11. Pingback: Something to listen to: Eivind Gullberg Jensen FOR THE WIN! « Everything But The Music

  12. He’s leading the National Orchestra of Lille in France with 7th Symphony of Anton Buckler and the Concertant Symphony of Serguei Prokofiev.
    It’s on March 15th 2013. Do you think it’s worth a try?

  13. To be honest, I would listen to anyone perform Bruckner 7. That’s earth-shattering music right there, and the Prokofiev is pretty awesome too. Jensen or no Jensen, it’s probably worth the trip. Many people have commented that his live performances are very good, so there’s that, too. I say go for it!

  14. I think it is extremely unfortunate and possibly wrong that googling Jensen’s name brings up this damning review. I have just bumped into the conductor’s live Rach 2 on YouTube. It’s a piece I know in many recordings from Gergiev to Slatkin and a dozen others. I googled Jensen precisely because I found the opening so persuasive, and I am still enjoying the performance as I type this. I have reacted badly to performers myself – cannot understand (on the basis of recordings I have heard) why anyone rates pianist Vladimir Feltsman, for example. But in the past I have also damned pieces or composers I now appreciate. (I won’t say who – I’m too ashamed!) Anyway, I find a great deal to admire in this Rachmaninov (https://www.youtube.com/watch?v=SvuitFzDxDg) and see that he has also conducted some Wolfgang Rihm – a composer responsible for masterpieces such as Verwandlungen and Jagden und Formen – so I’m going to subject myself to some more Jensen and see how he does in contemporary music. I hope the original author will give Jensen a slightly easier time than to write him off so comprehensively. He mentions Alexander Toradze, a once fine pianist who now strikes me as eccentric and over the hill, so I’m not sure it would matter who was accompanying him.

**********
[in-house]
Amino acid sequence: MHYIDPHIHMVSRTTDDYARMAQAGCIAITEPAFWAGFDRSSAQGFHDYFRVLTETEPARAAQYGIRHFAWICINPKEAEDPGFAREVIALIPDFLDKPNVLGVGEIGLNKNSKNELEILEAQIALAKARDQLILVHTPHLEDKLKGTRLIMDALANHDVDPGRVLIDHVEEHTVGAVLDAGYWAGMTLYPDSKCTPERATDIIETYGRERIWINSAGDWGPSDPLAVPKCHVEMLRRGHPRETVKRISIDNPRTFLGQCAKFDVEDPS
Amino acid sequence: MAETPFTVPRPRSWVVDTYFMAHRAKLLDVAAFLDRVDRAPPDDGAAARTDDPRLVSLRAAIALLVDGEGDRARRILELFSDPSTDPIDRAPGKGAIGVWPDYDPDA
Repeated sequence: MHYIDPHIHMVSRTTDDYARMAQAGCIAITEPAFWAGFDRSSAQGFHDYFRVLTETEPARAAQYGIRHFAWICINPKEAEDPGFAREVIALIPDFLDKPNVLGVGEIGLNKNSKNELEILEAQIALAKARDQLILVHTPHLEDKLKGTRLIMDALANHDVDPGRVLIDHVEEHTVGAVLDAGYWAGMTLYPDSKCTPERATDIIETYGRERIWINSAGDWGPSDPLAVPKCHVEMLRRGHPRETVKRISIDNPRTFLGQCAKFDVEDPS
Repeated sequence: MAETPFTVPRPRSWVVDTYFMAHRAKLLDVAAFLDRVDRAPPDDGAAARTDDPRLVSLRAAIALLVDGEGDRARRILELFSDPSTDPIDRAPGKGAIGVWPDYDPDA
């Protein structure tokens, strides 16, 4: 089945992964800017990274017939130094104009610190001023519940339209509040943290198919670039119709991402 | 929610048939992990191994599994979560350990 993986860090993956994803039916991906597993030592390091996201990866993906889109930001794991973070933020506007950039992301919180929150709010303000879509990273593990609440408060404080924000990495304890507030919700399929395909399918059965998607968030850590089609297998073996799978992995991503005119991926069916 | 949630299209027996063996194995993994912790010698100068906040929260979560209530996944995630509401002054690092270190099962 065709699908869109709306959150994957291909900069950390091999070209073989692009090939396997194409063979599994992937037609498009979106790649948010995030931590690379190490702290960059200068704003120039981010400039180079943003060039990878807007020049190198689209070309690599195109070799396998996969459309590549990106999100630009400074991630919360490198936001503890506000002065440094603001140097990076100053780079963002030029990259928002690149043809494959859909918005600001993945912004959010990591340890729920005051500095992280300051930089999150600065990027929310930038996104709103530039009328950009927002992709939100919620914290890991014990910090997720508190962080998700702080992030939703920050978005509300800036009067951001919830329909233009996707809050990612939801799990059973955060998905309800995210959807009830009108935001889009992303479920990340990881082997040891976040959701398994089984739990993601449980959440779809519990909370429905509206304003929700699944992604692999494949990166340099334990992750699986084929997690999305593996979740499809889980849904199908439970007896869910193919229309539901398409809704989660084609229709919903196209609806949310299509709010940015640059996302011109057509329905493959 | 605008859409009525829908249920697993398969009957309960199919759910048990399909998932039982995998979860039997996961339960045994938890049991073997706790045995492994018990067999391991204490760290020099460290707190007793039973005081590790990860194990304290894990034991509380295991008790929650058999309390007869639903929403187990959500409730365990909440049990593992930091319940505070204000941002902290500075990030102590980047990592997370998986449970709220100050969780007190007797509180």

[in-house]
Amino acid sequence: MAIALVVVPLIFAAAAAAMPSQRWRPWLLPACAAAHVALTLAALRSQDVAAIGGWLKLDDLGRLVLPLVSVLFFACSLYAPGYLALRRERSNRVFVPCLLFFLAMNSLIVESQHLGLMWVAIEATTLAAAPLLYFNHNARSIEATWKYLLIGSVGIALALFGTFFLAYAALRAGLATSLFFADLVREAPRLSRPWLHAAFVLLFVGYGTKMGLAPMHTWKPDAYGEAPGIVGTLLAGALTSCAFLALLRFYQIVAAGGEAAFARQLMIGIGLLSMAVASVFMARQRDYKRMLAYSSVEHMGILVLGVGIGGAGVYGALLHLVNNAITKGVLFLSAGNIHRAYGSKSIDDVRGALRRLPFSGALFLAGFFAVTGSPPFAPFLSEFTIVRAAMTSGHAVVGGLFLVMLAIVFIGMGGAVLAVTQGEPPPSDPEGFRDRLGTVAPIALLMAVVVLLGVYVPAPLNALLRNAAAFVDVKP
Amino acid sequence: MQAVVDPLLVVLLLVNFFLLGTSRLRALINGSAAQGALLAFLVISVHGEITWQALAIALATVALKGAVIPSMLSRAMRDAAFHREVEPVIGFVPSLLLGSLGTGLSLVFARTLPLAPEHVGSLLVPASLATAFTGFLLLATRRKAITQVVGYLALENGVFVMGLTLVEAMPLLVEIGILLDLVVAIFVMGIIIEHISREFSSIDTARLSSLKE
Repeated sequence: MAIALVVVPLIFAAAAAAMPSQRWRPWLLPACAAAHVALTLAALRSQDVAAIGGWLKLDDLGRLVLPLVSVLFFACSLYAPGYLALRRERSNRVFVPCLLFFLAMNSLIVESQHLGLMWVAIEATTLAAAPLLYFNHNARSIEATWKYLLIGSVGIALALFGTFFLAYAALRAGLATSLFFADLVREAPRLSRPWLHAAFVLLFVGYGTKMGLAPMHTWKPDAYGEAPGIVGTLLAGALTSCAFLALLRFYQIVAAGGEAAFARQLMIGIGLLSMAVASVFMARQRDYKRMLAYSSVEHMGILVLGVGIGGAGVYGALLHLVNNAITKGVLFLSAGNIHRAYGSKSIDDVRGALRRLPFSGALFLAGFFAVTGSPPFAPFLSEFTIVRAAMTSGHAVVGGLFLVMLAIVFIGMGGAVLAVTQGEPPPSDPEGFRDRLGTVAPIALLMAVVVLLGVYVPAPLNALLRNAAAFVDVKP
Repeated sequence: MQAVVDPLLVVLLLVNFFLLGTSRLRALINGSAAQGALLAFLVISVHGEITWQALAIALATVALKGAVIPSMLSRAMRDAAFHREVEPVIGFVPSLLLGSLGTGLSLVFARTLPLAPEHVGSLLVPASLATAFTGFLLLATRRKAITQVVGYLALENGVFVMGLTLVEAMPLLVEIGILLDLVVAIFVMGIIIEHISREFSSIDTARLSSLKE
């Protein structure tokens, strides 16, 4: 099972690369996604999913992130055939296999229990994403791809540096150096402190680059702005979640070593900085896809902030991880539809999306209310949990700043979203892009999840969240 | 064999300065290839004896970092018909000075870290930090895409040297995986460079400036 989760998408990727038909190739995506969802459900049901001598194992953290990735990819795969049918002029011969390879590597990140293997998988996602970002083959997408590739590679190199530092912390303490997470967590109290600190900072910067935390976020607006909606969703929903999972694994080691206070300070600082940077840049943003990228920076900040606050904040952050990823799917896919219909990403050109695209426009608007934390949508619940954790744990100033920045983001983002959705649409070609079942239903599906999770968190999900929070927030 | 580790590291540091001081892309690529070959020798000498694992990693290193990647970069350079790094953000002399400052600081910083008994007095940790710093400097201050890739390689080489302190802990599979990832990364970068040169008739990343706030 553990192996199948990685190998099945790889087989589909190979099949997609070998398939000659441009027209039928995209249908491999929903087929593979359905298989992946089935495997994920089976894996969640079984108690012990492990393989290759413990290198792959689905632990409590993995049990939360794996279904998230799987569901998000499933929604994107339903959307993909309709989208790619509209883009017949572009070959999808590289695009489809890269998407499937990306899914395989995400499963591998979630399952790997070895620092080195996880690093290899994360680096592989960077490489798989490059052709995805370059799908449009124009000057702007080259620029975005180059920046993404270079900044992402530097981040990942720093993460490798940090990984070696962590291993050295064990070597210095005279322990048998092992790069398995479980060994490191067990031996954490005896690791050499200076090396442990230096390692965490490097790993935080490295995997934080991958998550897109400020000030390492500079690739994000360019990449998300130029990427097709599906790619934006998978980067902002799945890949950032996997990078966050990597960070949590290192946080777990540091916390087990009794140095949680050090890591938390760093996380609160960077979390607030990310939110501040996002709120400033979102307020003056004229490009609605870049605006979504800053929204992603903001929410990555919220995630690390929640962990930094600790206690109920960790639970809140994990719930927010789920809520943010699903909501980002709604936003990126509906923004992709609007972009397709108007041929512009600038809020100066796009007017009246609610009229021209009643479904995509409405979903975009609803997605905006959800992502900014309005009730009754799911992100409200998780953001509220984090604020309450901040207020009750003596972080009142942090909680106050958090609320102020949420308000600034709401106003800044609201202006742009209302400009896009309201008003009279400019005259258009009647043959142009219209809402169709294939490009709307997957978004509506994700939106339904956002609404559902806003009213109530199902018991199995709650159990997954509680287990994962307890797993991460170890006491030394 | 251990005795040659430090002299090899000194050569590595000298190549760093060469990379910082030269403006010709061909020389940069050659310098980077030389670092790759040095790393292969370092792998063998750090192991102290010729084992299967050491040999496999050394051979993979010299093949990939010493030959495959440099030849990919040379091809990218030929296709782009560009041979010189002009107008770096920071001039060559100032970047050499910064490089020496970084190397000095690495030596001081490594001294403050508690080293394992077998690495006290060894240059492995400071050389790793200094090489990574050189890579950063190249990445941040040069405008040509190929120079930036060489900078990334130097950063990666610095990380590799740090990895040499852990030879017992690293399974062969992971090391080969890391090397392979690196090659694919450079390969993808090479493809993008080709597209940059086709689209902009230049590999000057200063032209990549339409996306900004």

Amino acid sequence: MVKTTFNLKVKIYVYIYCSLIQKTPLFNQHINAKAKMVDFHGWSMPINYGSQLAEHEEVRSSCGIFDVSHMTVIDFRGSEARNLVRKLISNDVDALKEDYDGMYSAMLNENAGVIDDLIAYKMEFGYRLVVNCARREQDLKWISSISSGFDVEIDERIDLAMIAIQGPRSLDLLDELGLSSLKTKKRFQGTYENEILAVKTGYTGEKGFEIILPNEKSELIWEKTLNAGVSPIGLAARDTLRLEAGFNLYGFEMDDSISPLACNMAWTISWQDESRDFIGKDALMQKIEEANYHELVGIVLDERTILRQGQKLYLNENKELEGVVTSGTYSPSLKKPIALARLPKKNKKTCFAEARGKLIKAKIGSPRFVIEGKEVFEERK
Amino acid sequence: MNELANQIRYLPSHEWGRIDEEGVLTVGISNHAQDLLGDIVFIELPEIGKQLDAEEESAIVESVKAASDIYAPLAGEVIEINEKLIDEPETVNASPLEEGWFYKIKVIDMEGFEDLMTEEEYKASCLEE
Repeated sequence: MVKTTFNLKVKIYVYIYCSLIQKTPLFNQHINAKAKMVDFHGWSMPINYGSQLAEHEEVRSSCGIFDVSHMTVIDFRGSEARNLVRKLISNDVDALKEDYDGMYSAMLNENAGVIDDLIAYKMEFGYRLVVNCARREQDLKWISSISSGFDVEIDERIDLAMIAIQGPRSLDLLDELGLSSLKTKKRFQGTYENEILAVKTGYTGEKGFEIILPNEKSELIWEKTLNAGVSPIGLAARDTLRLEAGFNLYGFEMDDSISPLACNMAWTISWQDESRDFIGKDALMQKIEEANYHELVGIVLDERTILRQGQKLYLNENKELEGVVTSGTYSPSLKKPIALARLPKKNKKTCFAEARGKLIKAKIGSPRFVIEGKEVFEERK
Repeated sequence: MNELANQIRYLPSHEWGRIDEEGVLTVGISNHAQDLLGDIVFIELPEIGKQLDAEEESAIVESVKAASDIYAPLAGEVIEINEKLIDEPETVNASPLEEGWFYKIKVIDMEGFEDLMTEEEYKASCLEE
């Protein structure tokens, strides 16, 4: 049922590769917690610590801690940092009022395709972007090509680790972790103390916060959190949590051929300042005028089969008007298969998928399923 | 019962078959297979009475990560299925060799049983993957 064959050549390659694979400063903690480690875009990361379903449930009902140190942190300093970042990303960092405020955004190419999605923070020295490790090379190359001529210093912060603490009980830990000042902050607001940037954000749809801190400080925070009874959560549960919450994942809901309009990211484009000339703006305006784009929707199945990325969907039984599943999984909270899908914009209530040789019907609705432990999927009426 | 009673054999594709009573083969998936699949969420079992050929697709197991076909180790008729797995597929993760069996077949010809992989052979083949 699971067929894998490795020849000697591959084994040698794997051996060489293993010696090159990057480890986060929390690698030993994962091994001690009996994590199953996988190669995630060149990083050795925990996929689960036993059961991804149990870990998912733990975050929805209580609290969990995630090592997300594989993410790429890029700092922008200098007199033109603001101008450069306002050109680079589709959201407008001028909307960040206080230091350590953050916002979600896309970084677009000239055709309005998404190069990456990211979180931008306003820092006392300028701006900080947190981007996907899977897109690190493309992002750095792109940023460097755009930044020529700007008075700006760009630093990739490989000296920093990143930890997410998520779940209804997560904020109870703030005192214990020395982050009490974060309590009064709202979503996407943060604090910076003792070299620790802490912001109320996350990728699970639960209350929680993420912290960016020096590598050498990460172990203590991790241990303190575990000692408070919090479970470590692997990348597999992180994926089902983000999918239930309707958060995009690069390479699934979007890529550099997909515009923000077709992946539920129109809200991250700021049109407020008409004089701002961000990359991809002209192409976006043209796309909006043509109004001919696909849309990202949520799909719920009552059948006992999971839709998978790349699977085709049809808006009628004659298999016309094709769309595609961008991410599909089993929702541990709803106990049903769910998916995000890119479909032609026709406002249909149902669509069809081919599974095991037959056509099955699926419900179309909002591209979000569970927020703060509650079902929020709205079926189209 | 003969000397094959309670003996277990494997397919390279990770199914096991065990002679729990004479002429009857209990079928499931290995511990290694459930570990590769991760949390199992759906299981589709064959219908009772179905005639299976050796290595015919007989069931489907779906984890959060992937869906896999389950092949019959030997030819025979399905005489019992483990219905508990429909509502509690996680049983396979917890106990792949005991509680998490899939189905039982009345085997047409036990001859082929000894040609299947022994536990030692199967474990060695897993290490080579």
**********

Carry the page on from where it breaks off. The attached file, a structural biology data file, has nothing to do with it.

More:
15. Hi Paul,

    Thanks for stopping by. That post has been the subject of much discontent around here. I stand by it – Jensen’s conducting is, to my ears, largely wrongheaded. That said, I have always kept an open mind about his music-making and have returned to it on occasion to see how he’s evolving as an artist. The very Rach 2 you mention has its own post in this space…it’s a superb performance and Jensen does it arguably as well as anyone I’ve heard.